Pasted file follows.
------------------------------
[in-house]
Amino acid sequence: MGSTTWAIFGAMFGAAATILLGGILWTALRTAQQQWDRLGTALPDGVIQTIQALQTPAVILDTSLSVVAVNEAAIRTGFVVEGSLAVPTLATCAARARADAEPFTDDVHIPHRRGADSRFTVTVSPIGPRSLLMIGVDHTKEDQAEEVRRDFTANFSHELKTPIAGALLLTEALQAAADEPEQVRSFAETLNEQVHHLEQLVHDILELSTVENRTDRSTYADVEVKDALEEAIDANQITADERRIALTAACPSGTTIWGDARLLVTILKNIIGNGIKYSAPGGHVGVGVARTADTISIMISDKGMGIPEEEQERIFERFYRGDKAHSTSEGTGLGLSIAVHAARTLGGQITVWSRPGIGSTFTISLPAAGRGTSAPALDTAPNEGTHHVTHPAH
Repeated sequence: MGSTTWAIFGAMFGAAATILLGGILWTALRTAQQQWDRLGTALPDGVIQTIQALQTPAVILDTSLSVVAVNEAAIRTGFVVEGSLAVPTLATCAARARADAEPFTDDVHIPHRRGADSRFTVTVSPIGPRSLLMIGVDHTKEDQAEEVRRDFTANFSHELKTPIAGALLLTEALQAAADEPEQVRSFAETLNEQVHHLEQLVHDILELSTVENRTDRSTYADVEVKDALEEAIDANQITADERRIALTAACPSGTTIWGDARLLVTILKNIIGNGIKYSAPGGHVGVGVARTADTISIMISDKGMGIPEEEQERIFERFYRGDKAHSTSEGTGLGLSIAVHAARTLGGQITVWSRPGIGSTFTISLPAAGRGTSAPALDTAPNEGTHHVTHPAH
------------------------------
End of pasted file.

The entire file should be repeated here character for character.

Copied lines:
[in-house]
Amino acid sequence: MGSTTWAIFGAMFGAAATILLGGILWTALRTAQQQWDRLGTALPDGVIQTIQALQTPAVILDTSLSVVAVNEAAIRTGFVVEGSLAVPTLATCAARARADAEPFTDDVHIPHRRGADSRFTVTVSPIGPRSLLMIGVDHTKEDQAEEVRRDFTANFSHELKTPIAGALLLTEALQAAADEPEQVRSFAETLNEQVHHLEQLVHDILELSTVENRTDRSTYADVEVKDALEEAIDANQITADERRIALTAACPSGTTIWGDARLLVTILKNIIGNGIKYSAPGGHVGVGVARTADTISIMISDKGMGIPEEEQERIFERFYRGDKAHSTSEGTGLGLSIAVHAARTLGGQITVWSRPGIGSTFTISLPAAGRGTSAPALDTAPNEGTHHVTHPAH
Repeated sequence: MGSTTWAIFGAMFGAAATILLGGILWTALRTAQQQWDRLGTALPDGVIQTIQALQTPAVILDTSLSVVAVNEAAIRTGFVVEGSLAVPTLATCAARARADAEPFTDDVHIPHRRGADSRFTVTVSPIGPRSLLMIGVDHTKEDQAEEVRRDFTANFSHELKTPIAGALLLTEALQAAADEPEQVRSFAETLNEQVHHLEQLVHDILELSTVENRTDRSTYADVEVKDALEEAIDANQITADERRIALTAACPSGTTIWGDARLLVTILKNIIGNGIKYSAPGGHVGVGVARTADTISIMISDKGMGIPEEEQERIFERFYRGDKAHSTSEGTGLGLSIAVHAARTLGGQITVWSRPGIGSTFTISLPAAGRGTSAPALDTAPNEGTHHVTHPAH